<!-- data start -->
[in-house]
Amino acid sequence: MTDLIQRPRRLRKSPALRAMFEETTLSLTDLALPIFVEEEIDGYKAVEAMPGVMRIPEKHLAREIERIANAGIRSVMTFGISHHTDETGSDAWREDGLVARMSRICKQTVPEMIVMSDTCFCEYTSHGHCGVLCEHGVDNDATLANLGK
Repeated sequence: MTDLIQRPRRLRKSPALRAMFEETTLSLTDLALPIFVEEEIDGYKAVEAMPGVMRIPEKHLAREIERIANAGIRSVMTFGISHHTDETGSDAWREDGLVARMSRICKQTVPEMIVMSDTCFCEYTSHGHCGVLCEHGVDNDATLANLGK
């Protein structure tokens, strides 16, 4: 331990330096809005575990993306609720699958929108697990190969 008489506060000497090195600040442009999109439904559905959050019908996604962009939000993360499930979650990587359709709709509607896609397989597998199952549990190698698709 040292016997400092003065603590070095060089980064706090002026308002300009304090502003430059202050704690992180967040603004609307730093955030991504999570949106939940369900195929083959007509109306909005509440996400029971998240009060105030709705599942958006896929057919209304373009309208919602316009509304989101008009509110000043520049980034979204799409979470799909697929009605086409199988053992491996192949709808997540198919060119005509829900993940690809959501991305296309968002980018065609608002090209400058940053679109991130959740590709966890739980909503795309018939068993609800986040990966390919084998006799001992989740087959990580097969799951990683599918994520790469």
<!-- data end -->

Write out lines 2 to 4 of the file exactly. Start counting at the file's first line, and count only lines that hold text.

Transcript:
Amino acid sequence: MTDLIQRPRRLRKSPALRAMFEETTLSLTDLALPIFVEEEIDGYKAVEAMPGVMRIPEKHLAREIERIANAGIRSVMTFGISHHTDETGSDAWREDGLVARMSRICKQTVPEMIVMSDTCFCEYTSHGHCGVLCEHGVDNDATLANLGK
Repeated sequence: MTDLIQRPRRLRKSPALRAMFEETTLSLTDLALPIFVEEEIDGYKAVEAMPGVMRIPEKHLAREIERIANAGIRSVMTFGISHHTDETGSDAWREDGLVARMSRICKQTVPEMIVMSDTCFCEYTSHGHCGVLCEHGVDNDATLANLGK
């Protein structure tokens, strides 16, 4: 331990330096809005575990993306609720699958929108697990190969 008489506060000497090195600040442009999109439904559905959050019908996604962009939000993360499930979650990587359709709709509607896609397989597998199952549990190698698709 040292016997400092003065603590070095060089980064706090002026308002300009304090502003430059202050704690992180967040603004609307730093955030991504999570949106939940369900195929083959007509109306909005509440996400029971998240009060105030709705599942958006896929057919209304373009309208919602316009509304989101008009509110000043520049980034979204799409979470799909697929009605086409199988053992491996192949709808997540198919060119005509829900993940690809959501991305296309968002980018065609608002090209400058940053679109991130959740590709966890739980909503795309018939068993609800986040990966390919084998006799001992989740087959990580097969799951990683599918994520790469």